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  • 30 06 bullets

    What 30-06 bullet is better for deer rem core lokt or Hornady American whitetail

  • #2
    Interesting, I was just talking about this subject yesterday with a friend. His son uses the Remington factory loads in his 308 and is having trouble finding any. He's going to buy three boxes from me before Fall if the shortage continues.

    So far, I've only used CoreLokts on deer and think they do a great job. But I've got a couple hundred of the Hornady bullets I'm going to load, my friend says the Hornady's are not as accurate in his rifles. Maybe I'll have better results.

    But, I say see which shoots better for you in your rifle. Shot placement is way more important than minor comparative differences between the performance of the bullets.
    Trump 2020 - Keep America Great!

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    • #3
      PH is right, with locked cupped-core bullets in factory ammo, performance is probably going to be pretty similar so you're going to want to see what patterns tightest out of your rifle 1st.

      Hornady has made some interesting developments in ammo, but I can't say if it will make that much of a difference. Rem Core-Lokts in 30-06 go on sale for $8-$9/box and sometimes that price plus a 2 for 1 coupon in the fall.

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      • #4
        Both guys are right.
        Unfortunately, finding ammo just about anywhere with any kind of selection is quite problematic!
        If you can afford it, I'd suggest shopping online.
        Last time I was in Academy, their shelves were barren of anything except odd boxes of .303 Brit and .30-40 Krag. i.e. stuff nobody wanted.
        9mm is basically nonexistent.
        Rem Core-Lokt has been a good bullet for decades.
        Hornady, bless their hearts, just aren't bench rest bullets. But they work as intended with hunting accuracy.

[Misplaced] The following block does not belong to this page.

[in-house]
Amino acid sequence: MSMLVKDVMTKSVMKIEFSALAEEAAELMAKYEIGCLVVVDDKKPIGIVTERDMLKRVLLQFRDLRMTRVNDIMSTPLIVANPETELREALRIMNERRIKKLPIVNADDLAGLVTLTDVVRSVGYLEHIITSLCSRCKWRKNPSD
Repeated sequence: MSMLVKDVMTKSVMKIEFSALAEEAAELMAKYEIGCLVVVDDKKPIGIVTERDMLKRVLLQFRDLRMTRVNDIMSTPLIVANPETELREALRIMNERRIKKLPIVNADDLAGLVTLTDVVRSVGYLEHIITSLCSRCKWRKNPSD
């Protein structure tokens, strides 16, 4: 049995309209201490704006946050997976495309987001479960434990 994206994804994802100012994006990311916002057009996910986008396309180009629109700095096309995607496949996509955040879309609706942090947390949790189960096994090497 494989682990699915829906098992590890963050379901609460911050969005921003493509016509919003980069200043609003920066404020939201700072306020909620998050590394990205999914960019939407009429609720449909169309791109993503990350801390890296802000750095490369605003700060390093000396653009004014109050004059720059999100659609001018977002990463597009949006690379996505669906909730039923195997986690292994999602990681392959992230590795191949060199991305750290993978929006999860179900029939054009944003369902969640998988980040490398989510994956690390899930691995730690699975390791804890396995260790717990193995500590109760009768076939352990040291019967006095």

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        • #5
          I've used nothing but Core-Lokts in my hunting rifles for 20 years now. .30-06, .270, .30-30 and .338 win mag. First, they are very accurate in my guns. Sub MOA in my bolt actions if I do my part and lay off the coffee before range time! As far as performance on game, I've never lost a deer and always had good blood trails. And I had a 250 gr. .338 take out the top of the heart and "jellied" the lungs on a 750 lb cow moose.

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          • #6
            I think if you aren't pushing them at 3000 fps, they are both pretty good bullets. At higher velocities, I get more pass-throughs with the Hornady, so in my mind they are a bit stouter. But very subjectively.

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            • #7
              As has been previously written, whichever load shoots best in your particular rifle. I have one '06 that spits nearly anything but a hot loaded 165 gr., and really gets accurate with Nosler Ballistic Tips. Another '06, just a little more forgiving, will shoot just about any load, but really shines with the 150 gr. loads, from anybody. Point of all this is, find a load your rifle likes, and stay with it. You may be somewhat handicapped in trying different loads right now due to this chinese communist virus silliness causing ammo shortages, but, this too shall pass!

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              • #8
                A few years back on the Outdoor Life site I saw a review for those Whitetail loads. Was VERY unimpressed with the damage caused to meat. The author showed an image of inside of rib cage and the exit hole was big enough to stick my fist through. No kidding! The outside of shoulder probably looked like it was hit with a hand grenade. I seem to recall he was using 270 but can't recall the bullet weight or velocity. In my book 270 and 7mm mag are typically meat manglers anyway. But that was extreme! For most of fifty years I shot 180 gr 30-06 and often with Remington CoreLok. I was usually in deer/elk/grizzly country so heavier bullet was standard. They worked well but definitely not long range. No matter to me because I was usually stalking in snow and heavy timber. I did try 165 gr CoreLok for deer two seasons back in the 80s and was not pleased with lack of knock down and damage to meat. Last year I loaded 165 gr Nosler Partition @ approx 2750 fps for Africa plains game. They worked very well dropping everything on the spot (including a couple of long shots) ... except the gemsbuck. I shot it twice: incoming straight on at a gallop at fifteen yards through the heart and crossing at twelve yards also through the heart. Second shot almost knocked it off its feet. Momentum carried it a few more yards before it ran over itself. I watched them skin it down to neck and the damage did not look extraordinary especially considering the close range. One shot knocked over my wildebeest bull at 110 metres. PH said he'd only seen one drop like that once before. They are tough. Through the right shoulder and bullet was stuck in hide of opposite shoulder. Or rather remains of bullet. Front half of partition was gone, which is typical. What impressed me was the bullet stayed on track after coming apart. I think with a smaller animal the meat damage might be more severe at that range. One bullet was recovered from gemsbuck (presumably the first shot head on was found in the guts) and it looked the same.